When I suggest people impact greater adoption across office 365 you are no doubt thinking of stubborn, resistant end-users.

But it doesn’t solely sit there.

It can start with decision makers. Yes this ties heavily into the governance area discussed above, or it could be leaders controlling spend, timeline or other decisions in a project. 
Stakeholders drive key decisions and are led by their beliefs, knowledge and expertise. Any gap in knowledge or expertise to begin with can drive poor decisions. Any negative beliefs from previous experience with Microsoft 365 or learning from peers or previous jobs will also impact decisions and attitude, and this then reduces adoption for themselves or colleagues.

Something I have experienced multiple times this year is when a business leader pushes their own beliefs on what is best for Microsoft Teams forcing a roadmap that is meetings first, then everything enabled later rather than a phased approach. This is often without any alignment to a file migration strategy.

Companies that focus with blinkers on, such as last week one said to me “we are moving File Shares to SharePoint sites next year, when that is done we will think about giving areas of the business Microsoft Teams”. I personally think that decision maker should consider how both Teams and SharePoint fit in the organisation rather than each in a silo.

Other opinions that I have experienced multiple times by a decision maker are:

  • The cloud is less secure than servers
  • Technology can change without culture change — thinking a product is the fix.
  • Staff need a single training session and then go back to their role and use the technology without considering the use cases or value of the application and how it varies across different areas of the business.

The other way people greatly impact adoption of Microsoft 365 is their resistance to trying the new technology, their lack of enthusiasm to experience something different, and their attitude to changing how they work. I don’t think I need to dwell here as we all know how difficult a negative end-user can be. We just have to keep going and hope one day they find a win and it drives a change in attitude… even just a little.


There are so many ways training can reduce uptake of Microsoft 365 apps and features.

Firstly, the person leading the training can be inexperienced or simply boring. Lack of engagement in a session reduces how that new behaviour can stick. The session content can be too generic and also not targeted at the right skill set of a group of people. I have seen people lost and left behind in a session I have watched with a trainer unaware the group are disengaged. A powerful trainer and great session can make or break success.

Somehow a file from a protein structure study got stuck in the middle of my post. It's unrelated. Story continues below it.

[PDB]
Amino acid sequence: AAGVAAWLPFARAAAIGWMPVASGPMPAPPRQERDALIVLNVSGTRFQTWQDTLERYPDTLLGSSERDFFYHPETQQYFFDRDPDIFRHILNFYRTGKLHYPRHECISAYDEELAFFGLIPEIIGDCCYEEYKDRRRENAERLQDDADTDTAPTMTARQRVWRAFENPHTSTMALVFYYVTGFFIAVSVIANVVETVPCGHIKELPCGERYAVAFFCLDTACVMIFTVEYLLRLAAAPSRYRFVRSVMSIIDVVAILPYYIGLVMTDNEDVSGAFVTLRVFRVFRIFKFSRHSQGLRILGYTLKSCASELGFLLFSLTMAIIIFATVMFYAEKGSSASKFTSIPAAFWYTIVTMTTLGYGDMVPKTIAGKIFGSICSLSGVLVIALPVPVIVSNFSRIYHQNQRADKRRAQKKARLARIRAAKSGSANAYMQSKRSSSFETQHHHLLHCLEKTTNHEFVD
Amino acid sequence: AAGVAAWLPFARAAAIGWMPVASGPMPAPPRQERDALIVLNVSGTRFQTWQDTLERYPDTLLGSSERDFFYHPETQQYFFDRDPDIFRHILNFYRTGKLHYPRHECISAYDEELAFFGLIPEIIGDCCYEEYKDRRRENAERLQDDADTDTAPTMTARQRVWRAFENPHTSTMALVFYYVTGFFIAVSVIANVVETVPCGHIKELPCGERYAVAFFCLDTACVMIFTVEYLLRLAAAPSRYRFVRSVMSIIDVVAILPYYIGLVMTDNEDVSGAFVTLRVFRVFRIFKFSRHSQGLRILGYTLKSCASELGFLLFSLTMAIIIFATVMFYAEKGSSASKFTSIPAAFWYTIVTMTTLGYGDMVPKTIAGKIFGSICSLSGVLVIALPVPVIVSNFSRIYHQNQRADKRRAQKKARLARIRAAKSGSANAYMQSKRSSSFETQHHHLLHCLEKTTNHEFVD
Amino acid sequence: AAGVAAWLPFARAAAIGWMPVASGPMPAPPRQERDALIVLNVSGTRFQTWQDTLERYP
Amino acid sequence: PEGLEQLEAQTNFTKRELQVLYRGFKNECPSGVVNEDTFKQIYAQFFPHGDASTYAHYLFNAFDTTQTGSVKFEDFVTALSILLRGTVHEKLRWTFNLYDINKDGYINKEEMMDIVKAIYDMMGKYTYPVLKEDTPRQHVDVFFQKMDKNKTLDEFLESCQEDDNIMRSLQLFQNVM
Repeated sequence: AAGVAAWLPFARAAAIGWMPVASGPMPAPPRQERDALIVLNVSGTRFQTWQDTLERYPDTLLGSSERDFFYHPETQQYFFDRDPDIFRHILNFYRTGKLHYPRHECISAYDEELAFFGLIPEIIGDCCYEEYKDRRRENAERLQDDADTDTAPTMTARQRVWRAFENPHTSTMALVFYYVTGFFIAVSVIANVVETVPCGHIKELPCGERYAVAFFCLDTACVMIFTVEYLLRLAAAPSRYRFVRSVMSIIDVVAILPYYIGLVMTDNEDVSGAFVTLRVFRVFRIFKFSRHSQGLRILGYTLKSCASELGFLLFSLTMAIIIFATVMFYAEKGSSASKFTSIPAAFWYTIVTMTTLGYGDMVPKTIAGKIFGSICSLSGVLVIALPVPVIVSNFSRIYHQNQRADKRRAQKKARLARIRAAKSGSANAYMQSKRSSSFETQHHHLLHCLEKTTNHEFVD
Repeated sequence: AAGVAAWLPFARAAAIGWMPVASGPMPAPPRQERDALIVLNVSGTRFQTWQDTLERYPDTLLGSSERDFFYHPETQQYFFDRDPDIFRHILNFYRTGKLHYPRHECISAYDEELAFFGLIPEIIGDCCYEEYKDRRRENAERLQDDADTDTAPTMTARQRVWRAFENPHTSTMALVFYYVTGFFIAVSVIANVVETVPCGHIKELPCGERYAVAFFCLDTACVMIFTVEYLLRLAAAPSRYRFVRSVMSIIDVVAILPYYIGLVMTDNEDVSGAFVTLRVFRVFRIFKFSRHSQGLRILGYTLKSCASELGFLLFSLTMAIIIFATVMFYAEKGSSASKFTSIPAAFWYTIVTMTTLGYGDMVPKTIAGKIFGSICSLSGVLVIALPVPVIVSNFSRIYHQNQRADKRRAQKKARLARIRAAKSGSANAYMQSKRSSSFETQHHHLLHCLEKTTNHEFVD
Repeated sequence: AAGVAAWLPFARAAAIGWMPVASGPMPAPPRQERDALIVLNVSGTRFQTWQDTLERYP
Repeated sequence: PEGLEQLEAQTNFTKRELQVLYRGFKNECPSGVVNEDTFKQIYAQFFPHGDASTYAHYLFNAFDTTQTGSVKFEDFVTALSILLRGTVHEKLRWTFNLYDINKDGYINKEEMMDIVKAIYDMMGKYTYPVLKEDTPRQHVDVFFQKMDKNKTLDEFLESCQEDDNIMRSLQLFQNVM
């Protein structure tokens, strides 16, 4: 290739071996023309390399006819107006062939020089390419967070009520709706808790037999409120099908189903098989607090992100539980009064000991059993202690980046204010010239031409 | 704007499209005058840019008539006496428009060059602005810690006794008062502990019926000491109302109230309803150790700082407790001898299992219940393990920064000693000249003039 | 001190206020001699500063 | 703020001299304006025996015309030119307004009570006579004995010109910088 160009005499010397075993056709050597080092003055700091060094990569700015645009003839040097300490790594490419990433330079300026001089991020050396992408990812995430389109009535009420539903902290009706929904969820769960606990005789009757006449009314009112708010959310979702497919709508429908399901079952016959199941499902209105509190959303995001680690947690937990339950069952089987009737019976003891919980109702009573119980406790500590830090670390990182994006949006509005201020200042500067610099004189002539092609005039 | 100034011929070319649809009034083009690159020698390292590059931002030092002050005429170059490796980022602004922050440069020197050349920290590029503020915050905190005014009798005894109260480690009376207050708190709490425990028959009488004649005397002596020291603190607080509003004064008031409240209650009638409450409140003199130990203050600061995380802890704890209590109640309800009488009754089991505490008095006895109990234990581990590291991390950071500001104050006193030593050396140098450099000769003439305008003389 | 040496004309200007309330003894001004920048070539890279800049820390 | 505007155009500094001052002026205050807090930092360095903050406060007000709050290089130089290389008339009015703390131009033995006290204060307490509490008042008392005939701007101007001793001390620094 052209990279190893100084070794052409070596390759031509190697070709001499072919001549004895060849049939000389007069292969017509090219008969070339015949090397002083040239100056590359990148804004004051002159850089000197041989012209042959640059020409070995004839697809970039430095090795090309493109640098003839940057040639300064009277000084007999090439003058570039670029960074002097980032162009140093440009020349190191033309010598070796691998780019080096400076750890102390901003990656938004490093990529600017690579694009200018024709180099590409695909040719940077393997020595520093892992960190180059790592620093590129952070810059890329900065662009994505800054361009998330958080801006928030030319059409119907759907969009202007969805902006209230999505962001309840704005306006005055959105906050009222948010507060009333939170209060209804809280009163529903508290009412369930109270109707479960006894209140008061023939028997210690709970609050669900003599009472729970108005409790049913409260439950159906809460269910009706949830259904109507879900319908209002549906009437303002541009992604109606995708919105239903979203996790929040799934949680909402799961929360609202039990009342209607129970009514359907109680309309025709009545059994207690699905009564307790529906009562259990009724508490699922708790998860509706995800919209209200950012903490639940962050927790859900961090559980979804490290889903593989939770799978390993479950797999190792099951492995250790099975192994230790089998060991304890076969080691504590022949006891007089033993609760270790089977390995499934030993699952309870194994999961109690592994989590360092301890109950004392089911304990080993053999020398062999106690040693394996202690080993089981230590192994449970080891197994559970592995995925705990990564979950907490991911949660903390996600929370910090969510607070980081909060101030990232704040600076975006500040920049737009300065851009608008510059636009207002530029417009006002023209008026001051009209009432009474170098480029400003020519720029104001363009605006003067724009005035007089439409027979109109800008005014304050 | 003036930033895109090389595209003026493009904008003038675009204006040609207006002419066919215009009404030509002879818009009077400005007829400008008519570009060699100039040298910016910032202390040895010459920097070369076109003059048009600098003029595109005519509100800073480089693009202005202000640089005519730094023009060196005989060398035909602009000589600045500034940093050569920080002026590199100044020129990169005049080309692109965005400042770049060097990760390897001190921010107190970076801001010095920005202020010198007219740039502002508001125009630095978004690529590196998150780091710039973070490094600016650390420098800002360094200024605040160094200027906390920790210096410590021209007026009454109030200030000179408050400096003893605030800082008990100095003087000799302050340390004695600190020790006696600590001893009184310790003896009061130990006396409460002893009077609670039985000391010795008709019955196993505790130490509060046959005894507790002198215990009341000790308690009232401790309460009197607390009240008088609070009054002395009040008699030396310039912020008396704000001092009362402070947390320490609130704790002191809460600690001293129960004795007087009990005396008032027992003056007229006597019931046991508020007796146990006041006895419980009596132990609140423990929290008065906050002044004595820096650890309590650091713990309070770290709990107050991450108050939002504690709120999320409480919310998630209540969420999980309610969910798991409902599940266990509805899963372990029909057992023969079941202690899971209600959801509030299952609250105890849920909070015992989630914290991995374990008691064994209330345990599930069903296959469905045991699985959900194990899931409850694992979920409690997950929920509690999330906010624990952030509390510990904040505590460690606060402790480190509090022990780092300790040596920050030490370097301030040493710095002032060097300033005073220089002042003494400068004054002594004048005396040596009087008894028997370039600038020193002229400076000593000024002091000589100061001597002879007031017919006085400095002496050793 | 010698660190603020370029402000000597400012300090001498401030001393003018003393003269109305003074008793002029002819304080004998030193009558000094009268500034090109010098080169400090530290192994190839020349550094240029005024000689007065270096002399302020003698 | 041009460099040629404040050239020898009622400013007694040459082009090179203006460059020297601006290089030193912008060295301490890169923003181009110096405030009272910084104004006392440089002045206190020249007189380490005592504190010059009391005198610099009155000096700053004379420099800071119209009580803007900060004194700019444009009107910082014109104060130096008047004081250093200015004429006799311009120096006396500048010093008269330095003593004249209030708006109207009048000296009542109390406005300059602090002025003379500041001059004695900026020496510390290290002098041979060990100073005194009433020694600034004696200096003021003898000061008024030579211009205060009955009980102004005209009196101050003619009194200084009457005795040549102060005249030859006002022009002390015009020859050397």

The training content can be an issue — low quality, long winded or lacking visual detail. Who wants to read long word documents when a snippet video can drive home how to do a task. I am sure many sites of file libraries have content that is out of date because of the ongoing enhancements in Microsoft 365.

Only being trained once is a common mistake. Many organisations enable apps or services, run some sessions and then close a project. People leave a session with a chunk of information absorbed. I cannot say it enough — allow them to try, fail, try, try again and drip feed information to help them build the new skills.

My other concern is the growing trend for self-learning. Organisations have LinkedIn Learning, Microsoft 365 Learning Pathways or things like QuickHelp. The content in these is all great, however many people don’t log in. Or they do login once, setup the account and barely anything more. 
I have been pulled into an organisation after a program report low adoption and when we look at the metrics people didn’t watch the learning content. It must be coupled with strong campaigns and community support to drive the conversations and push people to ‘do the thing’.

My key advice here is to put the work and budget into the quality of content and trainer along with a strategy for continual learning and communication. There is great free content out there but it is generic. Ensure you supplement a tailored campaign or snippet content for your organisations way of working. Give people support ongoing to help reinforce concepts and work with them to drive confidence to have ongoing increase in adoption and really get value from the suite.

This is no way an exhaustive list of the things that can impact adoption but it’s the main areas I see across organisations trying to implement a more modern workplace.

It’s a balancing act across many factors, or a union of areas that need to work in harmony to all drive combined success.